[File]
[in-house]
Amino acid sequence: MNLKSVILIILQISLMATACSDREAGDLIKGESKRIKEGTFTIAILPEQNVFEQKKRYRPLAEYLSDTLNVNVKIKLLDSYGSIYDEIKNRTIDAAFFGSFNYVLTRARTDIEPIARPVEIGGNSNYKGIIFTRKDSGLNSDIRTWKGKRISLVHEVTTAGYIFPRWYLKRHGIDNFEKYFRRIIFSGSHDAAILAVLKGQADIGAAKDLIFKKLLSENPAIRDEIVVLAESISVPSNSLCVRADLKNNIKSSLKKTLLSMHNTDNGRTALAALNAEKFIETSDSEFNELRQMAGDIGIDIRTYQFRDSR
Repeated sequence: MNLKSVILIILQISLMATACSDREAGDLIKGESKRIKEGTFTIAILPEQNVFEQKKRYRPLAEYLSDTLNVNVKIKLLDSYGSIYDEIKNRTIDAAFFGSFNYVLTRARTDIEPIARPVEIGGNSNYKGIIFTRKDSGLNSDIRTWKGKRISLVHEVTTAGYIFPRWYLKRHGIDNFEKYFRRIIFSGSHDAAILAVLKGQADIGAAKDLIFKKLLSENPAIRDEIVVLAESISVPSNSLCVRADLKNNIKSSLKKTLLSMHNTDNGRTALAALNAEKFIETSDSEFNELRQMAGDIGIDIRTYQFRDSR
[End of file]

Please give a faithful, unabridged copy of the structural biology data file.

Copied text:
[in-house]
Amino acid sequence: MNLKSVILIILQISLMATACSDREAGDLIKGESKRIKEGTFTIAILPEQNVFEQKKRYRPLAEYLSDTLNVNVKIKLLDSYGSIYDEIKNRTIDAAFFGSFNYVLTRARTDIEPIARPVEIGGNSNYKGIIFTRKDSGLNSDIRTWKGKRISLVHEVTTAGYIFPRWYLKRHGIDNFEKYFRRIIFSGSHDAAILAVLKGQADIGAAKDLIFKKLLSENPAIRDEIVVLAESISVPSNSLCVRADLKNNIKSSLKKTLLSMHNTDNGRTALAALNAEKFIETSDSEFNELRQMAGDIGIDIRTYQFRDSR
Repeated sequence: MNLKSVILIILQISLMATACSDREAGDLIKGESKRIKEGTFTIAILPEQNVFEQKKRYRPLAEYLSDTLNVNVKIKLLDSYGSIYDEIKNRTIDAAFFGSFNYVLTRARTDIEPIARPVEIGGNSNYKGIIFTRKDSGLNSDIRTWKGKRISLVHEVTTAGYIFPRWYLKRHGIDNFEKYFRRIIFSGSHDAAILAVLKGQADIGAAKDLIFKKLLSENPAIRDEIVVLAESISVPSNSLCVRADLKNNIKSSLKKTLLSMHNTDNGRTALAALNAEKFIETSDSEFNELRQMAGDIGIDIRTYQFRDSR